Use this URL to cite or link to this record in EThOS: https://ethos.bl.uk/OrderDetails.do?uin=uk.bl.ethos.724405
Title: Do coping strategies determine denture success to improve oral health related quality of life?
Author: Periyakaruppiah, Karthik Pranab Singh
ISNI:       0000 0004 6424 7707
Awarding Body: University of Sheffield
Current Institution: University of Sheffield
Date of Award: 2017
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Abstract:
Objectives: Cross-sectional data suggest a relationship between coping strategies and oral health related quality of life (OHQoL) in conventional denture wearers. The aim of this research was to observe if the coping strategies of patients determined denture success and to identify clinical and psychosocial determinants of successful subjective oral health outcomes in denture wearers. Methods: Prospective cohort study of 191 patients receiving new conventional dentures in a university dental hospital based in India. Coping strategies (Brief COPE), OHQoL (OHIP-EDENT), denture satisfaction (de Liz Pocztaruk scale), chewing ability (Leake’s Chewing index), concern about oral health (scale based on Maslow’s hierarchy of needs), ageing expectations (ERA-12), stress (PSS-4) were measured at baseline and after a three month follow-up, together with clinical examination, subjective (McArthur SES) and objective socio-economic status (SES) (income, education, caste) at baseline. Analysis used lagged stepwise multiple regression analysis guided by the Wilson and Cleary model linking clinical variables to quality of life. Results: Participants’ mean age was 58.5 years (range 27-85). 62.8% were males and most were from a lower socioeconomic background (65% < high school education; 60% unemployed/retired; 74.1% from lower castes). In the lagged analysis, denture wearers’ baseline clinical status: number of teeth present (OHQoL - β = -0.277) (Chewing ability -β = -0.163) and number of occluding pairs (Denture satisfaction- β = -0.239) predicted successful denture outcomes at 3 month follow- up. However, coping strategies was not significantly linked to any outcomes. Conclusion: These data offer longitudinal evidence that certain clinical factors (number of teeth, occluding pairs) predict successful outcomes in patients receiving new dentures. Patient’s coping strategies was not associated with denture success.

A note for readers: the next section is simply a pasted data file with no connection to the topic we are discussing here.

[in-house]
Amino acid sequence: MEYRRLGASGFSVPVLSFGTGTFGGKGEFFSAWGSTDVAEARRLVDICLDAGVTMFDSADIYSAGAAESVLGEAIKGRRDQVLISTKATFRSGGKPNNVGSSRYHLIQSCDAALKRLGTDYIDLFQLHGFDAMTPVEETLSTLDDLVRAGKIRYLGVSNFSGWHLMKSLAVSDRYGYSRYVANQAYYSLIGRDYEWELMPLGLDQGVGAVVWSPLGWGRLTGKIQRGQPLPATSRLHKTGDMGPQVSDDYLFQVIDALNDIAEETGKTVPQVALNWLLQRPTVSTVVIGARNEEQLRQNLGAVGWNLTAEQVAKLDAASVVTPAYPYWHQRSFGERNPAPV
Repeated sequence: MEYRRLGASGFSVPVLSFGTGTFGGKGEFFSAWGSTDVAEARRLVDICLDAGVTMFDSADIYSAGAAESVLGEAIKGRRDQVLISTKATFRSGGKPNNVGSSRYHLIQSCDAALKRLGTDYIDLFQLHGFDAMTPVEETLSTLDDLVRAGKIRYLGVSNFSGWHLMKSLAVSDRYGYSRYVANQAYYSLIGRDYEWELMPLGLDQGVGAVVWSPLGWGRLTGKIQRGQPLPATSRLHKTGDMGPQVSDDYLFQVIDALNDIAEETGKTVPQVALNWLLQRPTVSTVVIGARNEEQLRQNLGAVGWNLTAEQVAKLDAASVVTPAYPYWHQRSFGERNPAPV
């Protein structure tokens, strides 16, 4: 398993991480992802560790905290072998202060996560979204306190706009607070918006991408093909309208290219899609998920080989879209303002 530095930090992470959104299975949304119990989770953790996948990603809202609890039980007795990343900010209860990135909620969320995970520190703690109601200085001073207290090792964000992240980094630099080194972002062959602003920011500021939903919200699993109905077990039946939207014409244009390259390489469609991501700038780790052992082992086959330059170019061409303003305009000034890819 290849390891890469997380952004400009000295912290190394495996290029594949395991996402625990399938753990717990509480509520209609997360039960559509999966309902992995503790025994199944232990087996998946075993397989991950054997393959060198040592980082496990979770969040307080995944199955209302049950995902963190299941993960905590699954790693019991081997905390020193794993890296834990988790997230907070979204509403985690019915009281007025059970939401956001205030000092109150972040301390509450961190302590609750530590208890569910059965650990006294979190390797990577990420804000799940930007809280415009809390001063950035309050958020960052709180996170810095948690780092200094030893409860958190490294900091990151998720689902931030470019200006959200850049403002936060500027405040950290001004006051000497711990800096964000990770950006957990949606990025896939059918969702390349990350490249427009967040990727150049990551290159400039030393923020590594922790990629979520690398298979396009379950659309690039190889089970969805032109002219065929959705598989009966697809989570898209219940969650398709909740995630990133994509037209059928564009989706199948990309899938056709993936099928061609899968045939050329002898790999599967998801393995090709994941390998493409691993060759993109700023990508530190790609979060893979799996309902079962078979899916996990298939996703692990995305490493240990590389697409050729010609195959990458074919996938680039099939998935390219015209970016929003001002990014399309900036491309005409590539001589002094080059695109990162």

Supervisor: Baker, Sarah ; Robinson, Peter Sponsor: Not available
Qualification Name: Thesis (Ph.D.) Qualification Level: Doctoral
EThOS ID: uk.bl.ethos.724405  DOI: Not available
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